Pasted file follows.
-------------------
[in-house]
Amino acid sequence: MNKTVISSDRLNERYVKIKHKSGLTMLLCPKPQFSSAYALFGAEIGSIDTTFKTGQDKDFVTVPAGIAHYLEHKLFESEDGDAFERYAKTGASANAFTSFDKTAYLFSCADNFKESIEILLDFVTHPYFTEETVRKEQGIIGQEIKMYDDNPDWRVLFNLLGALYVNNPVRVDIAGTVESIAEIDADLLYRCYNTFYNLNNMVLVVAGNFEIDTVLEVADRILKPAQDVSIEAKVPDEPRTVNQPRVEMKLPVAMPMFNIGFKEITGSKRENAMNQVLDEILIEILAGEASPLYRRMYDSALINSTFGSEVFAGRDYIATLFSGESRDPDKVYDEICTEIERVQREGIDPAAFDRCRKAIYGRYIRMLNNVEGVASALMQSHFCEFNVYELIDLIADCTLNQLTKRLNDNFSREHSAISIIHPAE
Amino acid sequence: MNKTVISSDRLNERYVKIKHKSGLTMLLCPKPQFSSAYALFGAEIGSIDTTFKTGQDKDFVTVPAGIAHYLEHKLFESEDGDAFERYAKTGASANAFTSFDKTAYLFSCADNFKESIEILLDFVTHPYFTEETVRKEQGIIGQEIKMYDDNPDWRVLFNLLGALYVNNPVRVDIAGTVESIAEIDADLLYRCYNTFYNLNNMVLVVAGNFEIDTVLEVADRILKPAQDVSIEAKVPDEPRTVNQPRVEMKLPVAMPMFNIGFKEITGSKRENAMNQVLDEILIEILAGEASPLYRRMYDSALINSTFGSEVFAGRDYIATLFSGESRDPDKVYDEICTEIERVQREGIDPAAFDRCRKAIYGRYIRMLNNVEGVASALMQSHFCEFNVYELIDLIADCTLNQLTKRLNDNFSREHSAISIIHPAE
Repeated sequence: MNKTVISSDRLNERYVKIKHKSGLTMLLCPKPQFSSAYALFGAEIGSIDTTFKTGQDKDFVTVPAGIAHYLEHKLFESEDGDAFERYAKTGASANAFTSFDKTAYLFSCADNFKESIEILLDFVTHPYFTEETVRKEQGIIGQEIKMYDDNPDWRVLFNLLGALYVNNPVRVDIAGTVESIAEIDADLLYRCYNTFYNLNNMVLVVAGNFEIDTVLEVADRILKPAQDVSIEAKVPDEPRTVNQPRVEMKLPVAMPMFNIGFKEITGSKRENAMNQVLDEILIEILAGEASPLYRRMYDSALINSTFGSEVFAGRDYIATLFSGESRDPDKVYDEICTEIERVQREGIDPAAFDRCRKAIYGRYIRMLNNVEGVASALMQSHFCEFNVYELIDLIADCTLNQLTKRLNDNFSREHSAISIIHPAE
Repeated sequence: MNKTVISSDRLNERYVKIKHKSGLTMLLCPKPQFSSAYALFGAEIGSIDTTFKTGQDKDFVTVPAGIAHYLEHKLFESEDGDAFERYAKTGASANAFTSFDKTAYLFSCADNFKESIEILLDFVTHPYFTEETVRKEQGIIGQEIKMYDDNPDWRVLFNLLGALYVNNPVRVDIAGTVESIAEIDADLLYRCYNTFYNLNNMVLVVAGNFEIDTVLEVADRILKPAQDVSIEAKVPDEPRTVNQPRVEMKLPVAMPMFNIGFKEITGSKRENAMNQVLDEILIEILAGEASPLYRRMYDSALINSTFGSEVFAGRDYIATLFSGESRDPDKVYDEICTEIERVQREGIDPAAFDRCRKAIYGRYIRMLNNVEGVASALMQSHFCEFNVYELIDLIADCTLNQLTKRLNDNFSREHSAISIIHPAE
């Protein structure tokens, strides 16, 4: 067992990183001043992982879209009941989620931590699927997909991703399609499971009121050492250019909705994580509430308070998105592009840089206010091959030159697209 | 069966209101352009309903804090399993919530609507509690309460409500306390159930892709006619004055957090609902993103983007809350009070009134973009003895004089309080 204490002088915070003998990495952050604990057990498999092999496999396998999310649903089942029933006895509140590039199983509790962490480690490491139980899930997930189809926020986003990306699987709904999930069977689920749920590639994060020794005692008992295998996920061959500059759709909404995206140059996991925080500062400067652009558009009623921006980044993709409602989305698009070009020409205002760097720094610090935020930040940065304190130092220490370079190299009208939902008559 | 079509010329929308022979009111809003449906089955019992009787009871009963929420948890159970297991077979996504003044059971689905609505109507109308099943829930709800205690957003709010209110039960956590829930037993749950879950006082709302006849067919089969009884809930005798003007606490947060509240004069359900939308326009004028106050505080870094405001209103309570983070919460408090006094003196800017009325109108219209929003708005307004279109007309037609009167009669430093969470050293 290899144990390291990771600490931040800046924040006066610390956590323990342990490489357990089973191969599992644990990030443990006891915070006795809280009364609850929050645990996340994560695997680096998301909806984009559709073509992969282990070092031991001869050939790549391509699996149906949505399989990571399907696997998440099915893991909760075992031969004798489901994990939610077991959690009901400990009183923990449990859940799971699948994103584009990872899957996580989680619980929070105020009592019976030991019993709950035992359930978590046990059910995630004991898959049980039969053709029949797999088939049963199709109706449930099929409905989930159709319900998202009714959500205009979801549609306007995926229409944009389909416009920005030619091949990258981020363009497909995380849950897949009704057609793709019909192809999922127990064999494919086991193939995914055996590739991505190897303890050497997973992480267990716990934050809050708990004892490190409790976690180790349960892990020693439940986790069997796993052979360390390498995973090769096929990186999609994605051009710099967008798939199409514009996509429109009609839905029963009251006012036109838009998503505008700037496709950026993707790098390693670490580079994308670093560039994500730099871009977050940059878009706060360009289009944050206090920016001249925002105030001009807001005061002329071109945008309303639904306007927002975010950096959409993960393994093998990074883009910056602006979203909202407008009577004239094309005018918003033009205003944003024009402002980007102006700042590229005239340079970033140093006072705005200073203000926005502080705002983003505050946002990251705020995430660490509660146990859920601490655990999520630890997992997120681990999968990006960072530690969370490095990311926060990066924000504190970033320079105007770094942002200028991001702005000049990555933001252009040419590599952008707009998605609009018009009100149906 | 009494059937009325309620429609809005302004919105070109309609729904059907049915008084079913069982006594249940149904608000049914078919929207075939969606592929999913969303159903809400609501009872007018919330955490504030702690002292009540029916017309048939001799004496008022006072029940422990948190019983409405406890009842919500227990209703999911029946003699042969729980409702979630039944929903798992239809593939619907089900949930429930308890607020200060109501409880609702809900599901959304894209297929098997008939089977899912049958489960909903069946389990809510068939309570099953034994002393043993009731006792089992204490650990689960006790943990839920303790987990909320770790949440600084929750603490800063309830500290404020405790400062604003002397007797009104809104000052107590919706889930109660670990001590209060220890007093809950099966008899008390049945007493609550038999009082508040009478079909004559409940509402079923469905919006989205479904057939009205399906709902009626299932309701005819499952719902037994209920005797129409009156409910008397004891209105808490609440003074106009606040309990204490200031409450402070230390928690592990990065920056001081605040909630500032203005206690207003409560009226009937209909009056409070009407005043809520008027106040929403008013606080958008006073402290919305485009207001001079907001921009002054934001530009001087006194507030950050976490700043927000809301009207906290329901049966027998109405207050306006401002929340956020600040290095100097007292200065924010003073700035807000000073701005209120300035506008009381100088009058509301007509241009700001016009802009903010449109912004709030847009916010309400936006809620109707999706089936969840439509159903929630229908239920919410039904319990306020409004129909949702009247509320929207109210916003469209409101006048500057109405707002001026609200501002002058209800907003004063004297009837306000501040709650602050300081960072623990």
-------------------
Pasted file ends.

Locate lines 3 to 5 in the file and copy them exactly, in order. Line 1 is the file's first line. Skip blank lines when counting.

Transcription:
Amino acid sequence: MNKTVISSDRLNERYVKIKHKSGLTMLLCPKPQFSSAYALFGAEIGSIDTTFKTGQDKDFVTVPAGIAHYLEHKLFESEDGDAFERYAKTGASANAFTSFDKTAYLFSCADNFKESIEILLDFVTHPYFTEETVRKEQGIIGQEIKMYDDNPDWRVLFNLLGALYVNNPVRVDIAGTVESIAEIDADLLYRCYNTFYNLNNMVLVVAGNFEIDTVLEVADRILKPAQDVSIEAKVPDEPRTVNQPRVEMKLPVAMPMFNIGFKEITGSKRENAMNQVLDEILIEILAGEASPLYRRMYDSALINSTFGSEVFAGRDYIATLFSGESRDPDKVYDEICTEIERVQREGIDPAAFDRCRKAIYGRYIRMLNNVEGVASALMQSHFCEFNVYELIDLIADCTLNQLTKRLNDNFSREHSAISIIHPAE
Repeated sequence: MNKTVISSDRLNERYVKIKHKSGLTMLLCPKPQFSSAYALFGAEIGSIDTTFKTGQDKDFVTVPAGIAHYLEHKLFESEDGDAFERYAKTGASANAFTSFDKTAYLFSCADNFKESIEILLDFVTHPYFTEETVRKEQGIIGQEIKMYDDNPDWRVLFNLLGALYVNNPVRVDIAGTVESIAEIDADLLYRCYNTFYNLNNMVLVVAGNFEIDTVLEVADRILKPAQDVSIEAKVPDEPRTVNQPRVEMKLPVAMPMFNIGFKEITGSKRENAMNQVLDEILIEILAGEASPLYRRMYDSALINSTFGSEVFAGRDYIATLFSGESRDPDKVYDEICTEIERVQREGIDPAAFDRCRKAIYGRYIRMLNNVEGVASALMQSHFCEFNVYELIDLIADCTLNQLTKRLNDNFSREHSAISIIHPAE
Repeated sequence: MNKTVISSDRLNERYVKIKHKSGLTMLLCPKPQFSSAYALFGAEIGSIDTTFKTGQDKDFVTVPAGIAHYLEHKLFESEDGDAFERYAKTGASANAFTSFDKTAYLFSCADNFKESIEILLDFVTHPYFTEETVRKEQGIIGQEIKMYDDNPDWRVLFNLLGALYVNNPVRVDIAGTVESIAEIDADLLYRCYNTFYNLNNMVLVVAGNFEIDTVLEVADRILKPAQDVSIEAKVPDEPRTVNQPRVEMKLPVAMPMFNIGFKEITGSKRENAMNQVLDEILIEILAGEASPLYRRMYDSALINSTFGSEVFAGRDYIATLFSGESRDPDKVYDEICTEIERVQREGIDPAAFDRCRKAIYGRYIRMLNNVEGVASALMQSHFCEFNVYELIDLIADCTLNQLTKRLNDNFSREHSAISIIHPAE